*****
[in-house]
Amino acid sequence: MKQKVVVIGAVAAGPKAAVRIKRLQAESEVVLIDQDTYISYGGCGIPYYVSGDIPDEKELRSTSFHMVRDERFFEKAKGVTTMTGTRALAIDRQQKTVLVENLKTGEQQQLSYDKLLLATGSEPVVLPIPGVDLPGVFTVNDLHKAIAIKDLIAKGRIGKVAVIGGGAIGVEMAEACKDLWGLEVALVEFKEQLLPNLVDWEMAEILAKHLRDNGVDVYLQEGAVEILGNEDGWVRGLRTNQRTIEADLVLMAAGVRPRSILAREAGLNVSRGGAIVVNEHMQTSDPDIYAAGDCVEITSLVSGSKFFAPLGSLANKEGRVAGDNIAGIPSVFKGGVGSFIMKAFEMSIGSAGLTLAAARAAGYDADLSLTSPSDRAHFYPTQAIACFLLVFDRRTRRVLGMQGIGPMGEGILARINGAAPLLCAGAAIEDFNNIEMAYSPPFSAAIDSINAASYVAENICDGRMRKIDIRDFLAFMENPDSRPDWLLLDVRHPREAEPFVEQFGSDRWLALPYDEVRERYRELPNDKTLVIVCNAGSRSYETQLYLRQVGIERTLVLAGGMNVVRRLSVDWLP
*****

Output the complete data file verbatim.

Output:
[in-house]
Amino acid sequence: MKQKVVVIGAVAAGPKAAVRIKRLQAESEVVLIDQDTYISYGGCGIPYYVSGDIPDEKELRSTSFHMVRDERFFEKAKGVTTMTGTRALAIDRQQKTVLVENLKTGEQQQLSYDKLLLATGSEPVVLPIPGVDLPGVFTVNDLHKAIAIKDLIAKGRIGKVAVIGGGAIGVEMAEACKDLWGLEVALVEFKEQLLPNLVDWEMAEILAKHLRDNGVDVYLQEGAVEILGNEDGWVRGLRTNQRTIEADLVLMAAGVRPRSILAREAGLNVSRGGAIVVNEHMQTSDPDIYAAGDCVEITSLVSGSKFFAPLGSLANKEGRVAGDNIAGIPSVFKGGVGSFIMKAFEMSIGSAGLTLAAARAAGYDADLSLTSPSDRAHFYPTQAIACFLLVFDRRTRRVLGMQGIGPMGEGILARINGAAPLLCAGAAIEDFNNIEMAYSPPFSAAIDSINAASYVAENICDGRMRKIDIRDFLAFMENPDSRPDWLLLDVRHPREAEPFVEQFGSDRWLALPYDEVRERYRELPNDKTLVIVCNAGSRSYETQLYLRQVGIERTLVLAGGMNVVRRLSVDWLP